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Peekaboo! The Flying Dutchman is drawing you
When it comes to quality art and illustration, The Flying Dutchman draws a line. And another. And then leaps over them.
It's amazing how blind we can be. Living in a polished world of graphic design with a font for every mood, it's easy to see through billboards, and overlook beauty (and the beast) just to find your way to the supermarket. It's a survival mechanism.
It stands to reason then, that work mixing dark and light, space and activity, work that sucks you into the image, is a powerful piece of art. Give the Flying Dutchman half a chance to draw you in and you might see the world differently.
Hendrik Gericke is self taught. His extensive portfolio of fine art and illustrations started with the humble ballpoint pen and took him through libraries, museums and bookshops. Along the way he scribbled, sketched, painted, etched, and shaded towards a technical and visual proficiency that puts action into storyboarding and voice into portraiture. We asked him about his thoughts and processes.
CTM : You are largely self taught and evidently driven. What is your idea of excellent art?
Hendrik : Art is an incredibly subjective thing. For me, great art is something that creates an emotional response and will not age badly. It often needs to be something that scares me by how good it is, either in the skill or sheer simplicity of its execution.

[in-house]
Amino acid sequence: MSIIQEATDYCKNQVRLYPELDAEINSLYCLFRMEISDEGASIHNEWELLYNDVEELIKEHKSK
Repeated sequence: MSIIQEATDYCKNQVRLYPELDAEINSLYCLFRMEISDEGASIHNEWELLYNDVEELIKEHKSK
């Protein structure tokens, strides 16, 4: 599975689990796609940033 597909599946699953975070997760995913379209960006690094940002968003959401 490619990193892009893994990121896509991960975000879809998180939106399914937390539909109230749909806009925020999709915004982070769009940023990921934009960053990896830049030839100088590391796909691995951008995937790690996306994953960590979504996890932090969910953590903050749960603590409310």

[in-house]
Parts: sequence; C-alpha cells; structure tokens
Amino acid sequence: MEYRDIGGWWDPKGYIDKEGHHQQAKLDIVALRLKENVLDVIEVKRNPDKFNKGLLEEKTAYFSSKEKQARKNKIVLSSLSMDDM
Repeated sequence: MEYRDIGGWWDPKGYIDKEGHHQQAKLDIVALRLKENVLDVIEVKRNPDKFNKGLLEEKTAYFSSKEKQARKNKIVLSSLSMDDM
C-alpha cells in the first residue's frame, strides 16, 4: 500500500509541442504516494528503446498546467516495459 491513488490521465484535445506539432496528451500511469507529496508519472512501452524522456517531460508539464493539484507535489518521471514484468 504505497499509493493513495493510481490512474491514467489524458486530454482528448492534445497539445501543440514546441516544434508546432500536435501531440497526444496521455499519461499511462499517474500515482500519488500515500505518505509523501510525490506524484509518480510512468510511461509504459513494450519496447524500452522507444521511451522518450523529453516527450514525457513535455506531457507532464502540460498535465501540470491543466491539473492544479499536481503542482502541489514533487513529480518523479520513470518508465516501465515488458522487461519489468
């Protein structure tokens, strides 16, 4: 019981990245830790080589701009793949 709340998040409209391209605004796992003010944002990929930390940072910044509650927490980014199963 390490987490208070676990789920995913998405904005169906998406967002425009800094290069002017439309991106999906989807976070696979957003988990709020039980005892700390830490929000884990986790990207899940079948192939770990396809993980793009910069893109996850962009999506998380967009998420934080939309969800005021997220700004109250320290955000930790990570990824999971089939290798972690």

CTM : If art is not about the artist, which stories do you want to tell?
Hendrik : My stories actually exist as very definite narratives, which is why I began drawing and writing in the first place, to nail the little bastards down before they disappeared. They all seem to spring up as a way for me to investigate some element of our world, often how it is governed or the way in which people behave, ideologically for example. So I often find myself heading in the direction of social satire not unlike Orwell or Huxley, although this is not immediately apparent. The repeating cycles of human history, systems of government and human progress (I use this last term very loosely) are of great interest to me, as well issues like our disregard for the pursuit of a sustainable society (I don’t care how often the buzzword is thrown around, we’re not learning).
CTM: You focus on "line, weight and the intricacies of tone and lighting". Could you instil emotion into a landscape? Could you take the humanity out of a human figure?
Hendrik : You mean how can I place humanity in something inanimate? Well, I will quote Björk, she said with regard to electronic music that: “people point their finger and say: ‘there’s no soul here’. Well, if there’s no soul, it’s because nobody put it there.” It’s very similar, it’s whether or not you pour your guts into something that will show. I can site countless examples of portraits and figured that are as dead as porcelain, so I stand firm that the contrary is equally true.
CTM: You mention in your biog that forging ahead via constant activity has immunised you against sentimentality for earlier work. Can you criticise it, though?